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So dark and yet so powerful

This Little Family by Inès Bayard

I was looking through my printed advance proof of This Little Family by Inès Bayard for a trigger warning because if ever a book needs one, this is it. Any book about rape is going to be tough and potentially triggering, but Ms. Bayard’s description of the scene is particularly bothersome because she manages to depict one of the most traumatic events a woman can face without emotion. It is this lack of anything but the facts that shocks the most.

The rest of the novel is not much easier to read. Blunt, crass, and crude, it is almost as if Ms. Bayard delights in Marie’s base behavior. Except, I don’t think it is a delight that Ms. Bayard takes in presenting such an awful fall from grace. Rather, it is a grim determination to present rape and its aftermath in as blunt and unemotional light as possible.

This Little Family is an ugly story, made even uglier by the harsh truths about being a woman that Ms. Bayard presents. Take the following passage:

“She was ashamed. Filled with a shame that grips women from the start to the very end of their lives. Never changing. Shame for bodies that are imperfect, not spotless, condemned by collective virtue. Bodies that suffer, groan, contort, bleed, change, evolve, grow fatter and thinner, penetrated their whole lives, impregnated, opened, emptied, closed up again, inflated and deflated as a result of successive ordeals, rammed full of acetaminophen and ibuprofen to force them to calm down.”

I cannot imagine there is not a woman alive who would read this passage and nod along with what Ms. Bayard is saying. We can tout loving our bodies and appreciating what women alone can do, but the fact is that society has always and continues to view women’s bodies as inferior to men’s. For which, there is an inherent shame in being a woman.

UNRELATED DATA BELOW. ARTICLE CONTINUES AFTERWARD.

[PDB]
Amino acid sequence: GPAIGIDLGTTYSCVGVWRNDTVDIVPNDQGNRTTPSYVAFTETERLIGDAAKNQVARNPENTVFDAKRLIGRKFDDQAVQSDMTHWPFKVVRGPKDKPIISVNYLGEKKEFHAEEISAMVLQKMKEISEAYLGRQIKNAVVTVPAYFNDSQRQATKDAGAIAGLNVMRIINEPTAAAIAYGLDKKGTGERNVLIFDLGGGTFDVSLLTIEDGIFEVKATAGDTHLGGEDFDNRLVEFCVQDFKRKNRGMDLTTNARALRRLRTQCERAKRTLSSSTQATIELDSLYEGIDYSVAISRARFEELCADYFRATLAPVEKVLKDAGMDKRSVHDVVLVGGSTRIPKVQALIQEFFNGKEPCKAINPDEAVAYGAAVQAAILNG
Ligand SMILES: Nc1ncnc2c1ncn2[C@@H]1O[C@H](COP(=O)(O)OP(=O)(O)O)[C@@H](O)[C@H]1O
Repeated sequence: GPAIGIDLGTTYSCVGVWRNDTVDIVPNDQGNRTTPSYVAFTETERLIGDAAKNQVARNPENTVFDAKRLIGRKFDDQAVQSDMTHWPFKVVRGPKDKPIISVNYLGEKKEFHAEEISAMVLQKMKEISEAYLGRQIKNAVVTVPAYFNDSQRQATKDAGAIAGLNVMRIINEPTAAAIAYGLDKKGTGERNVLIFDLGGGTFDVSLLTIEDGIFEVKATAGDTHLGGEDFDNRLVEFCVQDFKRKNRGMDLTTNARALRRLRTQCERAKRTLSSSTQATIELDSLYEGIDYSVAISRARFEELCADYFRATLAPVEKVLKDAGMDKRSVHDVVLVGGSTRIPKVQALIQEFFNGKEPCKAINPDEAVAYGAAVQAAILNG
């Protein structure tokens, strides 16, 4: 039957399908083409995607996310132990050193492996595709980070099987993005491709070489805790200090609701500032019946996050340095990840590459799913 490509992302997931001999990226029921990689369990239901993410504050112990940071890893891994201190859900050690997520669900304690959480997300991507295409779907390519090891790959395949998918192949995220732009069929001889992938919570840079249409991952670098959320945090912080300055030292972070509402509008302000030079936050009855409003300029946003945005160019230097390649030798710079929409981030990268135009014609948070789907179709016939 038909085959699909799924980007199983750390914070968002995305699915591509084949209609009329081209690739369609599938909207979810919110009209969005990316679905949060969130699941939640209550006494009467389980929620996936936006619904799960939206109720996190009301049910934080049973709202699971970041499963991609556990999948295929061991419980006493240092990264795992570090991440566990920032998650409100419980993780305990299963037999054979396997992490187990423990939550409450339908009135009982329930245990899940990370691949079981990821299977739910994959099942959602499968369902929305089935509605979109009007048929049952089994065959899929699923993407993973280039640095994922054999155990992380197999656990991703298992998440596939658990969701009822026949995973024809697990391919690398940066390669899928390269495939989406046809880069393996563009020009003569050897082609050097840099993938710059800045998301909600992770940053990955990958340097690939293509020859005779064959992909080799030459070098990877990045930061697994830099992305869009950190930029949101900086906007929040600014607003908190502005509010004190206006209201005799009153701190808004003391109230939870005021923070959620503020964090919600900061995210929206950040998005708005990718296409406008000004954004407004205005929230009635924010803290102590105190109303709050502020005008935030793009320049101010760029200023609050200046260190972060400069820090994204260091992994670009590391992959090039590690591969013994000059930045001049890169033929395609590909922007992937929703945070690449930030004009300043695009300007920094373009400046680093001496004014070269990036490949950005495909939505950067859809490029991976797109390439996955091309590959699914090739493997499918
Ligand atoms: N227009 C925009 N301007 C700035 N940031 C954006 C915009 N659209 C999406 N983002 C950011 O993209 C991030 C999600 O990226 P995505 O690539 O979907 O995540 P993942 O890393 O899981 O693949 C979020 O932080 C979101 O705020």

Then there is this passage:

“Not once since her rape and the announcement of her pregnancy has anyone asked her whether she wants to keep this baby. Every pregnant woman should be asked that question at least once during the first gynecological consultation. Conjugal harmony is never adequate to assure genuine happiness or a sincere desire for motherhood….No one ever really knows what’s going on in a woman’s mind. Here too, after tumbling downstairs, the first news Marie is given is about her unborn child, not herself. She’s simply a womb. The child is prioritized, almost sacred.”

The first half of this passage, about asking a woman whether she wants to be pregnant, seems like such an easy question to ask, and yet, the statement is such an eye-opener. Why do we assume that every woman who enters the OB/GYN for a pregnancy appointment wants to be pregnant? This ties into the last sentence of that passage, which every person who has ever been pregnant will understand and intimately know. The way we revere an unborn fetus over the woman who carries that fetus is beyond disturbing. And it doesn’t stop in utero. Many a mother laments the fact that they lose their identity as a person once their babies are born. Ms. Bayard fills the entire novel with such unemotional and yet profound observations about being a woman, about being pregnant, about being raped that you struggle to read it and yet want to continue because you know the next truth bomb is right around the corner.

I can’t decide if I sympathize with Marie or judge her for her behavior, again another thing I believe Ms. Bayard is purposely driving readers to decide. Unless you have been in Marie’s shoes, I feel it is difficult to find fault with her, which would mean that I sympathize with her. Then again, I can’t shake the idea that she would not fall quite as far if she confided in a loved one, which means I judge her as well. Perhaps the key is that readers can feel both. Or that the indecision means that we truly see the situation for its lack of easy answers. I can say with confidence, however, that This Little Family shows just how much the legal system in any country fails rape victims. The reason Marie heads down her path is because of a lack of options and the knowledge that no one would believe her. That is the saddest tragedy of all.

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